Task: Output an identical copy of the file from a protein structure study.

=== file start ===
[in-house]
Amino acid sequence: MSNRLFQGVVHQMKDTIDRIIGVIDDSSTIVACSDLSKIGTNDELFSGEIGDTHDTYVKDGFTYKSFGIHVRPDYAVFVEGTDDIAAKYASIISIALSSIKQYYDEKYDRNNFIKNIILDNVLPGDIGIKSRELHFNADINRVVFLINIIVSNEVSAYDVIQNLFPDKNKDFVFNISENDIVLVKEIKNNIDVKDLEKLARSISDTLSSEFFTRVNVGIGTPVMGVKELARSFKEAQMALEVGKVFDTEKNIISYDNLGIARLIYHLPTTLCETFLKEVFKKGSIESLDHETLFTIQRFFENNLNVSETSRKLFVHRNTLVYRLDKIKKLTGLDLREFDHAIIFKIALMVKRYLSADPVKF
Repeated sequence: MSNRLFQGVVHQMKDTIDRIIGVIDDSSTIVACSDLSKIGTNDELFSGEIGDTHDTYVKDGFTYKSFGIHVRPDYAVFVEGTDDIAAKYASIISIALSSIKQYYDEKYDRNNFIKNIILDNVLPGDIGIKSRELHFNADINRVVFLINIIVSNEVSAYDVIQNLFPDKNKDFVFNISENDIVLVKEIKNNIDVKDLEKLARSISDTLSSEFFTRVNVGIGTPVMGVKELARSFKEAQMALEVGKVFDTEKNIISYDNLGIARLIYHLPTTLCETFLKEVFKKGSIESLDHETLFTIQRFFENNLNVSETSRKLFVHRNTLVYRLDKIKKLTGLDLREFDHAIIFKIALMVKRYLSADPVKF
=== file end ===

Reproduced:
[in-house]
Amino acid sequence: MSNRLFQGVVHQMKDTIDRIIGVIDDSSTIVACSDLSKIGTNDELFSGEIGDTHDTYVKDGFTYKSFGIHVRPDYAVFVEGTDDIAAKYASIISIALSSIKQYYDEKYDRNNFIKNIILDNVLPGDIGIKSRELHFNADINRVVFLINIIVSNEVSAYDVIQNLFPDKNKDFVFNISENDIVLVKEIKNNIDVKDLEKLARSISDTLSSEFFTRVNVGIGTPVMGVKELARSFKEAQMALEVGKVFDTEKNIISYDNLGIARLIYHLPTTLCETFLKEVFKKGSIESLDHETLFTIQRFFENNLNVSETSRKLFVHRNTLVYRLDKIKKLTGLDLREFDHAIIFKIALMVKRYLSADPVKF
Repeated sequence: MSNRLFQGVVHQMKDTIDRIIGVIDDSSTIVACSDLSKIGTNDELFSGEIGDTHDTYVKDGFTYKSFGIHVRPDYAVFVEGTDDIAAKYASIISIALSSIKQYYDEKYDRNNFIKNIILDNVLPGDIGIKSRELHFNADINRVVFLINIIVSNEVSAYDVIQNLFPDKNKDFVFNISENDIVLVKEIKNNIDVKDLEKLARSISDTLSSEFFTRVNVGIGTPVMGVKELARSFKEAQMALEVGKVFDTEKNIISYDNLGIARLIYHLPTTLCETFLKEVFKKGSIESLDHETLFTIQRFFENNLNVSETSRKLFVHRNTLVYRLDKIKKLTGLDLREFDHAIIFKIALMVKRYLSADPVKF